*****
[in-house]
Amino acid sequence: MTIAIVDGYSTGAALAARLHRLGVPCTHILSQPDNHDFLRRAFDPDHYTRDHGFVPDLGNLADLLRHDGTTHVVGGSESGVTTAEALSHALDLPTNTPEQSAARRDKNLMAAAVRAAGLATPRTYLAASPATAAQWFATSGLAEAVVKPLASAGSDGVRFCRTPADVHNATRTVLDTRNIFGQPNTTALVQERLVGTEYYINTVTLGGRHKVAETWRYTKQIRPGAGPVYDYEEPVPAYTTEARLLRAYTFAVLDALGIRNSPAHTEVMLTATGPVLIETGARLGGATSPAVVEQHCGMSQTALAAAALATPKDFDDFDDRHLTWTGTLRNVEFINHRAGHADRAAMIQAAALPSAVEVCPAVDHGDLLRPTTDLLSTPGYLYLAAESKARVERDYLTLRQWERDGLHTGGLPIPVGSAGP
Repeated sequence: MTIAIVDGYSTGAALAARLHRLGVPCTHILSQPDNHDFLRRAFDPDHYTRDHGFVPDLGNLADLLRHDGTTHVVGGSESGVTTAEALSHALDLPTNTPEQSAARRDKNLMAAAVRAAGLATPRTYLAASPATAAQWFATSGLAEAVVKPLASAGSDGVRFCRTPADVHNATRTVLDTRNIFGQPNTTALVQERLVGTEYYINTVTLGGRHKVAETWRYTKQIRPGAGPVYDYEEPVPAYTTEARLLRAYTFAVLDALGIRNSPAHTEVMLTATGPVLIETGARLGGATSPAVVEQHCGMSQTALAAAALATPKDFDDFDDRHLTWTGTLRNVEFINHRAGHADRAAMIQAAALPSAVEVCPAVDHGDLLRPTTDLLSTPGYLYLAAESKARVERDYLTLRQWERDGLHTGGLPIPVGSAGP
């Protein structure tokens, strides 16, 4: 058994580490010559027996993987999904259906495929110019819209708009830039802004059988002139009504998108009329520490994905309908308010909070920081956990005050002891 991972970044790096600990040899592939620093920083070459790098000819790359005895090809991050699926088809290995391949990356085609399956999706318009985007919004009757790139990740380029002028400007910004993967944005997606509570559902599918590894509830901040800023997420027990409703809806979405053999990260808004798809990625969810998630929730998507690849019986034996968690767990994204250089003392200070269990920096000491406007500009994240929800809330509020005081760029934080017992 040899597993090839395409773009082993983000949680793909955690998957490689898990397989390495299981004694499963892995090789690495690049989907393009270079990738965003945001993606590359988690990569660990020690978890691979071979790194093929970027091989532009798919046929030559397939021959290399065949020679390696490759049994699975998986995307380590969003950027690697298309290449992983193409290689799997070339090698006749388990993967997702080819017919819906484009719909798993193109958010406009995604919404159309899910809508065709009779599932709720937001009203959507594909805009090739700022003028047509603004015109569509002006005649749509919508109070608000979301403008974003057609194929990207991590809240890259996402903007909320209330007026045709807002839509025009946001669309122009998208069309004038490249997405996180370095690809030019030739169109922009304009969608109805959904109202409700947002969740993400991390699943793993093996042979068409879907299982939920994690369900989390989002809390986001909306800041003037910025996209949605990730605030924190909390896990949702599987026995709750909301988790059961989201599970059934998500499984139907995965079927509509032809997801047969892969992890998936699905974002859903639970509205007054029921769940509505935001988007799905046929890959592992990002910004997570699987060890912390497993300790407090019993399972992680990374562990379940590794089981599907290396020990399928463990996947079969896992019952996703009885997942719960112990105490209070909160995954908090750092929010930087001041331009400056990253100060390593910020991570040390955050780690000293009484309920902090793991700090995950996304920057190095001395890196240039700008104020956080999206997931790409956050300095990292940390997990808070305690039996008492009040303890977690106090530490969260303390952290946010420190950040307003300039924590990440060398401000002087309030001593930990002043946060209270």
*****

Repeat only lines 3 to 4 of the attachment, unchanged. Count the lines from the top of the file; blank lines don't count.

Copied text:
Repeated sequence: MTIAIVDGYSTGAALAARLHRLGVPCTHILSQPDNHDFLRRAFDPDHYTRDHGFVPDLGNLADLLRHDGTTHVVGGSESGVTTAEALSHALDLPTNTPEQSAARRDKNLMAAAVRAAGLATPRTYLAASPATAAQWFATSGLAEAVVKPLASAGSDGVRFCRTPADVHNATRTVLDTRNIFGQPNTTALVQERLVGTEYYINTVTLGGRHKVAETWRYTKQIRPGAGPVYDYEEPVPAYTTEARLLRAYTFAVLDALGIRNSPAHTEVMLTATGPVLIETGARLGGATSPAVVEQHCGMSQTALAAAALATPKDFDDFDDRHLTWTGTLRNVEFINHRAGHADRAAMIQAAALPSAVEVCPAVDHGDLLRPTTDLLSTPGYLYLAAESKARVERDYLTLRQWERDGLHTGGLPIPVGSAGP
């Protein structure tokens, strides 16, 4: 058994580490010559027996993987999904259906495929110019819209708009830039802004059988002139009504998108009329520490994905309908308010909070920081956990005050002891 991972970044790096600990040899592939620093920083070459790098000819790359005895090809991050699926088809290995391949990356085609399956999706318009985007919004009757790139990740380029002028400007910004993967944005997606509570559902599918590894509830901040800023997420027990409703809806979405053999990260808004798809990625969810998630929730998507690849019986034996968690767990994204250089003392200070269990920096000491406007500009994240929800809330509020005081760029934080017992 040899597993090839395409773009082993983000949680793909955690998957490689898990397989390495299981004694499963892995090789690495690049989907393009270079990738965003945001993606590359988690990569660990020690978890691979071979790194093929970027091989532009798919046929030559397939021959290399065949020679390696490759049994699975998986995307380590969003950027690697298309290449992983193409290689799997070339090698006749388990993967997702080819017919819906484009719909798993193109958010406009995604919404159309899910809508065709009779599932709720937001009203959507594909805009090739700022003028047509603004015109569509002006005649749509919508109070608000979301403008974003057609194929990207991590809240890259996402903007909320209330007026045709807002839509025009946001669309122009998208069309004038490249997405996180370095690809030019030739169109922009304009969608109805959904109202409700947002969740993400991390699943793993093996042979068409879907299982939920994690369900989390989002809390986001909306800041003037910025996209949605990730605030924190909390896990949702599987026995709750909301988790059961989201599970059934998500499984139907995965079927509509032809997801047969892969992890998936699905974002859903639970509205007054029921769940509505935001988007799905046929890959592992990002910004997570699987060890912390497993300790407090019993399972992680990374562990379940590794089981599907290396020990399928463990996947079969896992019952996703009885997942719960112990105490209070909160995954908090750092929010930087001041331009400056990253100060390593910020991570040390955050780690000293009484309920902090793991700090995950996304920057190095001395890196240039700008104020956080999206997931790409956050300095990292940390997990808070305690039996008492009040303890977690106090530490969260303390952290946010420190950040307003300039924590990440060398401000002087309030001593930990002043946060209270």